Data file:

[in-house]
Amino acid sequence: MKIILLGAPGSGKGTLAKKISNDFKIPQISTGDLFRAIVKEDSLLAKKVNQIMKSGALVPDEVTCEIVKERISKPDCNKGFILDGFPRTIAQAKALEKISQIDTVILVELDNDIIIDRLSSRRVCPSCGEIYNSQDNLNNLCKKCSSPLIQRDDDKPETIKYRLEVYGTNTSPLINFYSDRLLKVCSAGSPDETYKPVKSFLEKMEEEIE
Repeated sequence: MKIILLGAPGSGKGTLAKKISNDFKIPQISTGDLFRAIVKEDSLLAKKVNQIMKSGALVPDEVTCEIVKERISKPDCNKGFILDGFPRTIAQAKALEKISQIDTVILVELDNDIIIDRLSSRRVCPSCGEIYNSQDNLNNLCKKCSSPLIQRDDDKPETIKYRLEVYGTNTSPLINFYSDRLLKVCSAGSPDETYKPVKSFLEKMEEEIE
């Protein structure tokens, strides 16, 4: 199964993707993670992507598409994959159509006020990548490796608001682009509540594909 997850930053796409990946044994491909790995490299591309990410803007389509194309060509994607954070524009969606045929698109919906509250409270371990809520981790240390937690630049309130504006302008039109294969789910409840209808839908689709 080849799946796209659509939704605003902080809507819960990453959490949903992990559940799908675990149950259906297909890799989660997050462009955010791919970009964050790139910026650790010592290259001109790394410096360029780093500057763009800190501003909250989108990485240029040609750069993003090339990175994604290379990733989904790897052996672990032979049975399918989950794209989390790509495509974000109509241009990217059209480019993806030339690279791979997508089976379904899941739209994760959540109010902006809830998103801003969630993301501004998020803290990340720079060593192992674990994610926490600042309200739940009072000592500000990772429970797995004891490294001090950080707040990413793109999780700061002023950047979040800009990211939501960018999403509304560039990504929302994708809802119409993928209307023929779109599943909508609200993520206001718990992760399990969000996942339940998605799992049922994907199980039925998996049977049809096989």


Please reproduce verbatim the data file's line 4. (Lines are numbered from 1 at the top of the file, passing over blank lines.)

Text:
């Protein structure tokens, strides 16, 4: 199964993707993670992507598409994959159509006020990548490796608001682009509540594909 997850930053796409990946044994491909790995490299591309990410803007389509194309060509994607954070524009969606045929698109919906509250409270371990809520981790240390937690630049309130504006302008039109294969789910409840209808839908689709 080849799946796209659509939704605003902080809507819960990453959490949903992990559940799908675990149950259906297909890799989660997050462009955010791919970009964050790139910026650790010592290259001109790394410096360029780093500057763009800190501003909250989108990485240029040609750069993003090339990175994604290379990733989904790897052996672990032979049975399918989950794209989390790509495509974000109509241009990217059209480019993806030339690279791979997508089976379904899941739209994760959540109010902006809830998103801003969630993301501004998020803290990340720079060593192992674990994610926490600042309200739940009072000592500000990772429970797995004891490294001090950080707040990413793109999780700061002023950047979040800009990211939501960018999403509304560039990504929302994708809802119409993928209307023929779109599943909508609200993520206001718990992760399990969000996942339940998605799992049922994907199980039925998996049977049809096989």